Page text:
Updated from 3:20 p.m.
took a shellacking Friday, sliding more than 8% as investors fled stocks after a tough week on the earnings front.
The selloff sent shares of the Mountain View, Calif., search engine down into territory not seen since before Thanksgiving. Google dropped $36.98 to $399.46.
Google's meteoric rise has prompted debate among investors over whether its share price is justified or not. Until Friday, bulls had mostly carried the day: Google shares hit $400 Nov. 17 and kept going, with a January surge taking them as high as $475 at one point. At its all-time high, Google was up 459% on its August 2004 initial public offering price of $85.
Caris & Co. analyst Mark Stahlman raised a few eyebrows earlier this month when he suggested that Google could theoretically reach $2,000, though he stressed that wasn't a target, for what that's worth. Piper Jaffray analyst Safa Rashtchy has a $600 target on the stock, the highest of any analyst.
"Our view is that there is a long way to go down," says Rick Summer, an analyst with Morningstar, which has no official recommendation on Google's shares but pegs their fair value at $254. "Whether that's Monday, next month or over the next few quarters isn't known."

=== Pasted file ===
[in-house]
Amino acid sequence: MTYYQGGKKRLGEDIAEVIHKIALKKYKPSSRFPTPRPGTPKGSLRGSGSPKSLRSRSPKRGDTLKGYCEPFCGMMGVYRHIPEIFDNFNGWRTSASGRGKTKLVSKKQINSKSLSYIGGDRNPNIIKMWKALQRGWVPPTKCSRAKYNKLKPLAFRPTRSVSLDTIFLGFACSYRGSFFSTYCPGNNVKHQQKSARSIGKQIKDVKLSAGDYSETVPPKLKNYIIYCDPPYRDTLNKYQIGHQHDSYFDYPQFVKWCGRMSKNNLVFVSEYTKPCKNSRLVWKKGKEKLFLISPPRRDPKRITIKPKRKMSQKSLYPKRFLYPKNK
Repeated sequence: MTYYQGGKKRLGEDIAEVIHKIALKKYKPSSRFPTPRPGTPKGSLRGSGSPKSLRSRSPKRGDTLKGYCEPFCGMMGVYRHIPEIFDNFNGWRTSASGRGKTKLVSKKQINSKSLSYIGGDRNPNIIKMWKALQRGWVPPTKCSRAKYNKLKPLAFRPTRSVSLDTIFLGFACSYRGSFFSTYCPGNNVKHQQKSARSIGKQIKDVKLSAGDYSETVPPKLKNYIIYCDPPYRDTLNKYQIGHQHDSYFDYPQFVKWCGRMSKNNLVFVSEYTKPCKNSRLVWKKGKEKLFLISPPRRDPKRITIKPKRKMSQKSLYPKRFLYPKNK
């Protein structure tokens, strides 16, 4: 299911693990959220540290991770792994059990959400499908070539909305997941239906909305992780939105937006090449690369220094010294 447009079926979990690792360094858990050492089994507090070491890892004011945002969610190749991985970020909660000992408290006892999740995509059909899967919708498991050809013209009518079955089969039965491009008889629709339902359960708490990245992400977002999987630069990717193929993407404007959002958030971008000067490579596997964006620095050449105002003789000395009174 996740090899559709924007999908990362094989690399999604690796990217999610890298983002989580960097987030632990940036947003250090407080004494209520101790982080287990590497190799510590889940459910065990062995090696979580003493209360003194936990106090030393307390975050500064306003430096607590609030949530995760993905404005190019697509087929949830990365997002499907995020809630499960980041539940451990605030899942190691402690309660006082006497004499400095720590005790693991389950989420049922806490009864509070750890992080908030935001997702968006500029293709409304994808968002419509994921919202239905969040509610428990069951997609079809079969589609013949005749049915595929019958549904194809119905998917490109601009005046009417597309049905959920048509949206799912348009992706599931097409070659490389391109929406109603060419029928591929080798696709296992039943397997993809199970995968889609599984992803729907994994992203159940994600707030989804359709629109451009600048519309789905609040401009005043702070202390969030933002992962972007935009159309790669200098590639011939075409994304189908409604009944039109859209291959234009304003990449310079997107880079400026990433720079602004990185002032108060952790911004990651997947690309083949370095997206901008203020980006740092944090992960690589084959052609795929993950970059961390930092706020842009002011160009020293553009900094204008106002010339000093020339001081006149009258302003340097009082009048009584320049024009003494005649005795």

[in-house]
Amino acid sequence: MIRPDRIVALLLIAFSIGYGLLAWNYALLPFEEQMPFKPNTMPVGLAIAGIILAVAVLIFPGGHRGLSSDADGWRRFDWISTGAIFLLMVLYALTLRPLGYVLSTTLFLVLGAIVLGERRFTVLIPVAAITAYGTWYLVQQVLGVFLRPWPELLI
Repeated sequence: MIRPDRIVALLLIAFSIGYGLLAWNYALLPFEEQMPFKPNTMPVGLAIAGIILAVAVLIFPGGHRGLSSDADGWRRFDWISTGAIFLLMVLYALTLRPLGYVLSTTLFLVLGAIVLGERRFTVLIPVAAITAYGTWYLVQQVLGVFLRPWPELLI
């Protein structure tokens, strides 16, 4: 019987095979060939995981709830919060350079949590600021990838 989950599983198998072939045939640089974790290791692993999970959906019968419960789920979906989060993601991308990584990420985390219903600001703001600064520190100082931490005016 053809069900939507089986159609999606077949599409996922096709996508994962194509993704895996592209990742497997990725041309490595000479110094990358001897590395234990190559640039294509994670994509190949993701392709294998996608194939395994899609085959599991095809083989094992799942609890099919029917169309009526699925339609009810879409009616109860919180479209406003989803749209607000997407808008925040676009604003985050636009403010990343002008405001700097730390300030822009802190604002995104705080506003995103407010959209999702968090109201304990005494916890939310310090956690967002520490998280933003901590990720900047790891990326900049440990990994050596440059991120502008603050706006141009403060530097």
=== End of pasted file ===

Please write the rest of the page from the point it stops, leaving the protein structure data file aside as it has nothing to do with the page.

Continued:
Friday's drop came as investors fled the market in general and tech in particular. This week tech leaders
all reported disappointing results or offered wan outlooks.
On Friday the weakness spread to the so-called old economy with profit setbacks at
. A 213-point decline in the
Dow Jones Industrial Average
left the closely watched blue-chip barometer in the red for the year.
Figuring out whether Google should be lumped in with the rest of the tech sector is difficult even for the company's admirers, since the company doesn't provide earnings guidance. Google continues to rule the search market, receiving more queries than all of its major competitors combined. There also is little doubt that search continues to soar in popularity.
"Google has had such a great run, you have to expect some type of pullback," says Alan Lowenstein, portfolio manager with American Fund Advisors, who follows the tech sector. "As the stock drops, it will have analysts come out and defend it."
In addition, media reports about Google's decision to fight a federal subpoena for search queries as a part of an investigation into child pornography is probably not helping the stock either, says Lowenstein, who declined to say whether his fund owns shares of Google.
Earlier this week, analysts Scott Devitt of Stifel Nicolaus and Scott Kessler of Standard & Poor's cut the search engine giant to sell, bucking the overwhelming sentiment of Wall Street analysts who consider the stock a buy.
Google is due to post earnings Jan. 31. Analysts are forecasting earnings per share of $1.76 on sales of $1.29 billion, according to Thomson Financial.
To view Jonathan Berr's video take on Google, click here